To be convicted of failing to appear in court the prosecution must prove all 4 elements of this offense by the criminal standard of beyond a reasonable doubt.
- You were charged with either a misdemeanor or felony offense
- You were released from custody on an O.R. release. (On your own recognisance)
- You willingly failed to appear on your ordered or scheduled court date
- Your failure to appear was with the intent or purpose of evading the process of the court
How Does The Prosecutor Prove You Did Not Show Up Willingly?
By not showing up in court, this constitutes proof of your willingness to not appear. No intent to violate the law is required2.
There is a legal presumption that you intended to evade the process of the court if you willfully fail to appear within 14-days of your assigned court appearance.
If you willingly fail to appear after having been released O.R., and you had been charged with a misdemeanor offense, your failure to appear is a misdemeanor3.
Failure to appear on a traffic ticket is a misdemeanor5.
- Incarceration in county jail for up to 6-months
- And/or a fine of up to $1,000
- And/or a suspension of your driver’s license if your failure to appear was in traffic court6.
- Incarceration in the county jail for up to one-year
- And/or a fine of up to $5,000 if you were released O.R., and up to $10,000 if you posted bail or bond
- Or, incarceration in state prison for 16-months, 2 or 3-years
Are There Any Other Potential Penalties If You Fail To Appear?
The court could also change the terms and conditions of your release by increasing the bond if you paid one or require that you remain in jail until trial or disposition of your case.
You are also subject to a fine of $300 for failure to appear for a misdemeanor, felony, or infraction7.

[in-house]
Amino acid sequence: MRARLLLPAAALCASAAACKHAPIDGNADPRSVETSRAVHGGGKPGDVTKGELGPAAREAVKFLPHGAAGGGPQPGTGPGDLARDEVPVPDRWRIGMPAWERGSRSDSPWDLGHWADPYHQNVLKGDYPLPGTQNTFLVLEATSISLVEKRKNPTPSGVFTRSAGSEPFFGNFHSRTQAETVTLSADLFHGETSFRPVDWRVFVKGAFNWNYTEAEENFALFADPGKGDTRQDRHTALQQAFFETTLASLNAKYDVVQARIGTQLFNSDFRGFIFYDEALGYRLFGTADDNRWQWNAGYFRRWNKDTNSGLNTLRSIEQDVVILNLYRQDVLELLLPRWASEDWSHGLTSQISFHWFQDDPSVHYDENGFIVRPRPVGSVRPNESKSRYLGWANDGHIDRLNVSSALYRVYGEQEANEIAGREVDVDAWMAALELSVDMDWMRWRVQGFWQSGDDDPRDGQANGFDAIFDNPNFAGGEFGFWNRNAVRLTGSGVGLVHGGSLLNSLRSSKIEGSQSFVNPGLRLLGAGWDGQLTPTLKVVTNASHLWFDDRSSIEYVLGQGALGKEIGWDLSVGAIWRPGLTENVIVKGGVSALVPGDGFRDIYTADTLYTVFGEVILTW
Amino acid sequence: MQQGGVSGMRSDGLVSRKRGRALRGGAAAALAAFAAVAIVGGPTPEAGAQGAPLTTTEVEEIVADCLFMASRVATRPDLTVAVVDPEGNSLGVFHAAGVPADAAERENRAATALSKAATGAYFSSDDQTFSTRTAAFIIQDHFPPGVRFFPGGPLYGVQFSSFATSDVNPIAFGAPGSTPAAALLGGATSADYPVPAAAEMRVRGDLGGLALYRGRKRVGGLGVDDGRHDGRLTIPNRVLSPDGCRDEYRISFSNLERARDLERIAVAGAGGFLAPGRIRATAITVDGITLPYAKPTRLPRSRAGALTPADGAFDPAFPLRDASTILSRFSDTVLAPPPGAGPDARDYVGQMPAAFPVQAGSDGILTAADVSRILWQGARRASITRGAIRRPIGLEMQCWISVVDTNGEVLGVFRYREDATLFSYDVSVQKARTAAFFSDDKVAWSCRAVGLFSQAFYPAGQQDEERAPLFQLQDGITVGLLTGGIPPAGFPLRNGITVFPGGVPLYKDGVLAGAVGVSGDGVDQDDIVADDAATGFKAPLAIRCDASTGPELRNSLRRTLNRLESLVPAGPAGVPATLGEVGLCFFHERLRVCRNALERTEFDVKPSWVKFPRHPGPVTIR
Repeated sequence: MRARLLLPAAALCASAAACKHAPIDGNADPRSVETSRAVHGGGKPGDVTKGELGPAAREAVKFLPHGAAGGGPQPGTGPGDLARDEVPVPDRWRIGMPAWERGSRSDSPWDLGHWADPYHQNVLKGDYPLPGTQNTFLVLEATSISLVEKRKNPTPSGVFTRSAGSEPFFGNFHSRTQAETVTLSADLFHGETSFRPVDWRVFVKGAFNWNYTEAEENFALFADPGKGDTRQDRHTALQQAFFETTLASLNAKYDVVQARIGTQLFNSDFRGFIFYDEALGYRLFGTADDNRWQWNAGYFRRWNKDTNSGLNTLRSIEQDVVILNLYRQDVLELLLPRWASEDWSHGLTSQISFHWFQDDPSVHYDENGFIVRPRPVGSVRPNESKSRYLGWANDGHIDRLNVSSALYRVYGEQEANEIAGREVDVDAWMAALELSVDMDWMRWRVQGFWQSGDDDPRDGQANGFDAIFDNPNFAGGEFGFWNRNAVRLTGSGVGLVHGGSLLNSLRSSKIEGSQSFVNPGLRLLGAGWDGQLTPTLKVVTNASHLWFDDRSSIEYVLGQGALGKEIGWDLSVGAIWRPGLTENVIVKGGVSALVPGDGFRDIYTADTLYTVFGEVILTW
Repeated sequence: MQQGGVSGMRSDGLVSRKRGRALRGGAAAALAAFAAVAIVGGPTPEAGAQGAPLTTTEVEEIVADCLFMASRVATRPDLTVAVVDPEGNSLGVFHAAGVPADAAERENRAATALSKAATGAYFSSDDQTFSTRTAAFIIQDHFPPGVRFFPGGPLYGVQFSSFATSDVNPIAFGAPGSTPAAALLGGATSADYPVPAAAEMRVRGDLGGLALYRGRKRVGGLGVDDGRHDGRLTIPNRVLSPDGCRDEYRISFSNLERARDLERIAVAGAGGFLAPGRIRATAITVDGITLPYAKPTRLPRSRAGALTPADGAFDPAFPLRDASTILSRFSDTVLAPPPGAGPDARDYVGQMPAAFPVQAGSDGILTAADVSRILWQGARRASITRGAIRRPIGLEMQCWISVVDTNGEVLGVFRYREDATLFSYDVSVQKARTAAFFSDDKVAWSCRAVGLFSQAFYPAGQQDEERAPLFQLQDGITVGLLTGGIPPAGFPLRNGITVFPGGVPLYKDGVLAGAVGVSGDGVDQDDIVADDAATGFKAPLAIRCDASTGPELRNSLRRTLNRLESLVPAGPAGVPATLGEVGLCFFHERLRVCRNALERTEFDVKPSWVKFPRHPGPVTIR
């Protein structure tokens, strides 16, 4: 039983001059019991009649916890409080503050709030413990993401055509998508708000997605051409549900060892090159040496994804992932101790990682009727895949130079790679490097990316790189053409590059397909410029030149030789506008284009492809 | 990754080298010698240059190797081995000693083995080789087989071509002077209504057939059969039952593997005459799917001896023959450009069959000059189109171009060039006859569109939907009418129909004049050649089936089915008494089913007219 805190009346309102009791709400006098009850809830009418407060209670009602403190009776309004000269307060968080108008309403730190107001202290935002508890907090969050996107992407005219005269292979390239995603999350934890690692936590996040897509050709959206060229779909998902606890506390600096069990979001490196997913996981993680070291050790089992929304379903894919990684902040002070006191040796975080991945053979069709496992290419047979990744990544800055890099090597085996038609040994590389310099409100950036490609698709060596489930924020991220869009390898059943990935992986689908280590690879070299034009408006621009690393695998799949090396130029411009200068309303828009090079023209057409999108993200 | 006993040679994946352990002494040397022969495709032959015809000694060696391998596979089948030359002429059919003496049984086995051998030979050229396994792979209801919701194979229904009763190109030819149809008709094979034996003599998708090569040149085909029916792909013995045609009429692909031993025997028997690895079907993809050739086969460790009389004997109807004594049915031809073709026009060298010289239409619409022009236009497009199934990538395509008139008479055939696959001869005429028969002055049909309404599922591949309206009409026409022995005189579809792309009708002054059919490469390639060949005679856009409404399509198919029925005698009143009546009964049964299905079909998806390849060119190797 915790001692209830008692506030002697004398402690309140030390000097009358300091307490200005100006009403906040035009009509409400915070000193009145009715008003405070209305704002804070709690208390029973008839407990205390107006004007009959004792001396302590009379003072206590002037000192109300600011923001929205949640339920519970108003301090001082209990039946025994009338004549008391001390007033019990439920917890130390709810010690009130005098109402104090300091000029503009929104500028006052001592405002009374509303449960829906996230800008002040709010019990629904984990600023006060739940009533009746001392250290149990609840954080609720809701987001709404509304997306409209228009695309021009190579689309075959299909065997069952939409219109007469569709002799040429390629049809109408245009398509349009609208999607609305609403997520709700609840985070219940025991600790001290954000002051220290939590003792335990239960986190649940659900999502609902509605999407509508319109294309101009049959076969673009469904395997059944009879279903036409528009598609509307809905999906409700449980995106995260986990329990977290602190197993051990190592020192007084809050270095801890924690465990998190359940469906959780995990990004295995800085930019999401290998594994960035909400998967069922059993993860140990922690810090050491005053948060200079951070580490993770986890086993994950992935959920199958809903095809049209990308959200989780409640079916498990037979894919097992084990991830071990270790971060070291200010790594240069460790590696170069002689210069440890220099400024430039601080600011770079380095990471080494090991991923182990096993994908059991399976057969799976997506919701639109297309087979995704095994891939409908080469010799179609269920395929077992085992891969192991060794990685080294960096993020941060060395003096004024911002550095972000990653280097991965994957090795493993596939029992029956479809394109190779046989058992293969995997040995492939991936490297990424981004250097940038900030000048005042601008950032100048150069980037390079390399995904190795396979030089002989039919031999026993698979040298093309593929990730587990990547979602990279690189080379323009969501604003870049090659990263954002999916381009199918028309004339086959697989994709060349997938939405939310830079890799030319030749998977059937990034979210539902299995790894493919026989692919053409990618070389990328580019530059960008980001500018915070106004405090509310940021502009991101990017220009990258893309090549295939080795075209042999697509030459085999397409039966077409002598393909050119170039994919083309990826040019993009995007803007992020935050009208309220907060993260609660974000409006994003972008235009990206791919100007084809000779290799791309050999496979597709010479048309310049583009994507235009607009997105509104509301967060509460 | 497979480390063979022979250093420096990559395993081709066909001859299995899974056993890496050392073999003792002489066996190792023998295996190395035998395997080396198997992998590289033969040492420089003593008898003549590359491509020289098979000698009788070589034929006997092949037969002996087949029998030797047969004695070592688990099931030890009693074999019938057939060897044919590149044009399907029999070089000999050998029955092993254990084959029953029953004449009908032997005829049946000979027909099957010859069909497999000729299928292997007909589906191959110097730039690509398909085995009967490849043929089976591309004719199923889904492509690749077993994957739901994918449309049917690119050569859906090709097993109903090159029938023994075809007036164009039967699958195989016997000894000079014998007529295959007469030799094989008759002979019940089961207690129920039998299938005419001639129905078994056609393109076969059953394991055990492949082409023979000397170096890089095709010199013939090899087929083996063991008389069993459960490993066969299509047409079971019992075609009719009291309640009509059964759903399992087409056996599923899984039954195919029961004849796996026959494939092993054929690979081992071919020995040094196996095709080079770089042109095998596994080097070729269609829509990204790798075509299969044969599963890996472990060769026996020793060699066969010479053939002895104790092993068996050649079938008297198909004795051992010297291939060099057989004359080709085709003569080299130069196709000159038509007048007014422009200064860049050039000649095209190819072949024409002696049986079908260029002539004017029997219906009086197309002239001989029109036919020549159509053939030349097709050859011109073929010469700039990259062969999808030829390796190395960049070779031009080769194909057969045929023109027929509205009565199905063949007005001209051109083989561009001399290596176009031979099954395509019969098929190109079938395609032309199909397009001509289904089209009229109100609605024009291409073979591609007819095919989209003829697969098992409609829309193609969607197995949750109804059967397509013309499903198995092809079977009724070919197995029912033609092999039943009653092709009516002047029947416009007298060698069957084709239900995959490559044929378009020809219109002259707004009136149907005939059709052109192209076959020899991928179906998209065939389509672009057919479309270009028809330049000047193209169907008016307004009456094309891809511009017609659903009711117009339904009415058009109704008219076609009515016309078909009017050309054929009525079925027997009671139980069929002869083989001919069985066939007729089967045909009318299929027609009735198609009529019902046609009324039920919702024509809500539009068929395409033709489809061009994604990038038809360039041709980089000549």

For this fine to apply, the prosecutor must show that a notice to appear in court was sent to your address and you failed to appear without good cause.
Generally, a failure to appear under Penal Code § 1320 will not result in any negative immigration consequences.
For a non-citizen to face deportation or to make him/her “inadmissible”, the crime must be one of moral turpitude, a firearm offense, drug conviction, aggravated felony, or that involving domestic violence.
If the underlying offense for which you failed to appear includes any of these, then you are subject to deportation or being deemed inadmissible for immigration purposes.
There are defenses to the crime of failing to appear including the following.
You Did Not Willfully Fail To Appear In Court
You do need a valid and credible excuse for failing to appear. While a judge might accept your excuse that you simply forgot, in some cases you may need a more convincing explanation that your failure to appear was not willful.
There are many examples in which you did not willfully fail to appear:
- You might have to show that you had been injured,
- Were extremely ill, or
- Had to take care of an emergency such as taking someone to the hospital.
Additional reasons may include:
- You wrote the wrong date down,
- Your attorney’s office gave you the wrong date,
- You were in custody on another unrelated matter, or
- You lacked any means to get to court and were unable to inform the court of your inability to attend.
No Intent To Evade The Court Process.
This is similar to the first defense. You might be able to show lack of intent by explaining that you had a serious family emergency, suffered an injury or serious illness, and simply were unable to contact the court.